Travel Blog

Dr. Neubauer Joins in on Roundtable of Travel Experts

October 6th, 2015 by
Logo for T&C Travel's top 100 hotels in the world
Dr. Antonia Neubauer, the founder of Myths and Mountains, recently participated in the inaugural Town and Country roundtable, where she, alongside other top travel experts, was asked to recommend places she thought should be included among 100 best hotels in the world. The list features lodging categorized as: “best new hotels, best remote locales, best family getaways, best classic accommodations, best city suites, and the best romantic beach resorts.”  Her recommendation was Cambodia’s beautiful Song Saa Resort on the Koh Rong Archipelago. The roundtable of travel experts is comprised of members of Wendy Perrin’s WOW list, an exclusive list of trusted travel insiders that T&C describes as being “harder to get into than Harvard.” Dr. Neubauer is recognized on Wendy Perrin’s WOW list as a trusted travel expert for both Nepal and Bhutan. In addition to these honors, Dr. Neubauer is also a Condé Nast Magazine top travel specialist for Nepal, and the recipient of numerous awards including the IIPT’s Ambassador for Peace Award, the Walk the Talk Global Citizen Award, and the Friends of Nepal Award. Not only did she found Myths and Mountains, but she also created READ Global, organization building self-sustaining libraries that serve as a catalyst for rural development in small villages in Nepal, […]

The Best Time to Hike the Annapurna Circuit

August 4th, 2015 by
Deciding the best time to hike the Annapurna Circuit is an elimination game. You can rule out December through February–too cold. Take May off the list–too hot. And you certainly don’t want to go in the summer–too wet. June through September is the monsoon season, when as much as 70% of the annual rainfall occurs. This is also when rock fall and landslides are most likely to occur.

Education in Nepal – A 30-Year Retrospective

November 10th, 2014 by
Thirty years after Myths President Dr. Antonia Neubauer founded READ Global in Nepal, she reflects on the impact of how READ libraries and community centers in one of her favorite countries. For more information, read below or go to READ Global’s article directly here: READ Global When I first trekked up to the beautiful blue pilgrimage lake of Gosainkund in Nepal in 1984, the national literacy rate was about 33% (less for women), and the average yearly income was about $160 per person, though much of the economy was based on a barter system. Infant mortality was very high, and health care was minimal. Thirty years later, looking back at the transformation Nepal has undergone since founding the nonprofit READ Global, I am amazed and proud of the collective progress we have made. Literacy rates have doubled and per capita income hasquadrupled. In 1984 I had been conducting educational research in Philadelphia, and went off trekking in Nepal with friends. On this first visit four years before opening my own travel adventure company, Myths and Mountains, the country was an absolute monarchy, ruled by the late King Birendra Bir Bikram Shah Dev. In a country about the size of Tennessee, the population […]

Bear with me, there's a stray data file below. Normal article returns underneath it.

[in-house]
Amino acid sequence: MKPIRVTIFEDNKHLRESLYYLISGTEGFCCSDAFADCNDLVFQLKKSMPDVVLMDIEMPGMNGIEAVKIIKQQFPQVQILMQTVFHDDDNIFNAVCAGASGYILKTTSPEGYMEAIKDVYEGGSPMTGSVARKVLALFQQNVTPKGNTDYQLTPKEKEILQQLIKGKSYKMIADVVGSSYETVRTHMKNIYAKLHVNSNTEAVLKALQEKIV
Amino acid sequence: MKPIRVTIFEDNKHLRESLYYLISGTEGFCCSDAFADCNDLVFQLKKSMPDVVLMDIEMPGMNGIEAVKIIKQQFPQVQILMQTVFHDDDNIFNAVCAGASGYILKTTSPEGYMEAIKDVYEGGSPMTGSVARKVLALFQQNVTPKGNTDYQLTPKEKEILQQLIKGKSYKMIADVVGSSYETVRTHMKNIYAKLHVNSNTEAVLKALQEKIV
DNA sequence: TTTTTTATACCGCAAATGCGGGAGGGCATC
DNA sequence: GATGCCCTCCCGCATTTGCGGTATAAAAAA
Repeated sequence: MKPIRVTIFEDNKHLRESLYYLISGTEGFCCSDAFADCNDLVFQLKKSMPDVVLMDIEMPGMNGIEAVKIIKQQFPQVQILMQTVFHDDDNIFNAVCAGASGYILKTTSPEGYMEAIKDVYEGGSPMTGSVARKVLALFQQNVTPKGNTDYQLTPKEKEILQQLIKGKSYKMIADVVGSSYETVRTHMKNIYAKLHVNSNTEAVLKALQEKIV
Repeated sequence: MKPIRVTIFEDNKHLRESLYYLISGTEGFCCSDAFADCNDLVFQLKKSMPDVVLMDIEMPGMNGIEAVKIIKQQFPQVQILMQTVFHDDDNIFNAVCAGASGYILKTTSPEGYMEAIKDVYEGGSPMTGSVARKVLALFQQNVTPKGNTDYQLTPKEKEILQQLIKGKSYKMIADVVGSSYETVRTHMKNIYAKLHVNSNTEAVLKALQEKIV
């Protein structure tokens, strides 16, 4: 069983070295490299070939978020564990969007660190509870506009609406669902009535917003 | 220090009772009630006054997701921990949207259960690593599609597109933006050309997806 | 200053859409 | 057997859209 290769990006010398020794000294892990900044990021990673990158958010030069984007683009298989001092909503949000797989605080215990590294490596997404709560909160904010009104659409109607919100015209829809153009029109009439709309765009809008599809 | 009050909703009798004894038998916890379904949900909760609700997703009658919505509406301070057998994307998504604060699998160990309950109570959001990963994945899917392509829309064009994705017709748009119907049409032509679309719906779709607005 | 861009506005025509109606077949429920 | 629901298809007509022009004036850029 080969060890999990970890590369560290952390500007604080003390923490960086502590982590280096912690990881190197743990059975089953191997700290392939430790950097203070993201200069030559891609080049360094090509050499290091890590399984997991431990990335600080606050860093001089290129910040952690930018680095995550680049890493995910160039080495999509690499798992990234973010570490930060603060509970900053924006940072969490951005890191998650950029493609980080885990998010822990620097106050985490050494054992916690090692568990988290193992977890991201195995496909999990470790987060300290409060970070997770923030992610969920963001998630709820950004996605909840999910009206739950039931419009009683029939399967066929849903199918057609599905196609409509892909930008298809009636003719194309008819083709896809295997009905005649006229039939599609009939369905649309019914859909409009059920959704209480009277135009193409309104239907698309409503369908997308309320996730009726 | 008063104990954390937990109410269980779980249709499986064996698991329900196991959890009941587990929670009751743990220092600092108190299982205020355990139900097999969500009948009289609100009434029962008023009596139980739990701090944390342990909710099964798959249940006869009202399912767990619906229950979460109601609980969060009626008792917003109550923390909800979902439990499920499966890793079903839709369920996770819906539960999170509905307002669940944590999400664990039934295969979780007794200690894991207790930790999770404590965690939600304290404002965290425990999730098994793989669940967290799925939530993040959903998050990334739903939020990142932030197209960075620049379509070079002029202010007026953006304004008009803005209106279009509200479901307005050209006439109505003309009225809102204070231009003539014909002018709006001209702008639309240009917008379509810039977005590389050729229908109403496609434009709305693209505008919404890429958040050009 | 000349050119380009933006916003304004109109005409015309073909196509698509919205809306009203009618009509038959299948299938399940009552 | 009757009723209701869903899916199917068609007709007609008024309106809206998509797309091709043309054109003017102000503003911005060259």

Cyclone Hudhud’s Tragic Lessons for Trekkers

October 20th, 2014 by
The deadly Himalayan blizzard conditions and avalanches caused by Cyclone Hudhud are no stranger to Nepal… “Move the tents,” I told my friend Dawa, “It’s going to pour for two days and we need to set them up so rain and wind won’t wreak havoc.” He looked at me as though I was crazy. “I bet you the pants you’re wearing we are getting a storm,” I taunted. “It’s a bet, Didi,” he replied laughing. The day had been sunny and beautiful, yet suddenly clouds were coming up over the horizon, dark clouds that should not have been there on a day like this or at this time of year. I did not like it. In 1987, I had been caught in a heavy blizzard at 15,000 feet that lasted for more than 36 hours on a route rarely traveled in the Everest region. We ended out having to break trail over two precipitously difficult 17,000-foot passes down to safety below the tree line. Now, as we were just about to head up above the snow line on a side path of the main Annapurna route, the weather looked exactly as it had in 1987. Although fall in Nepal is […]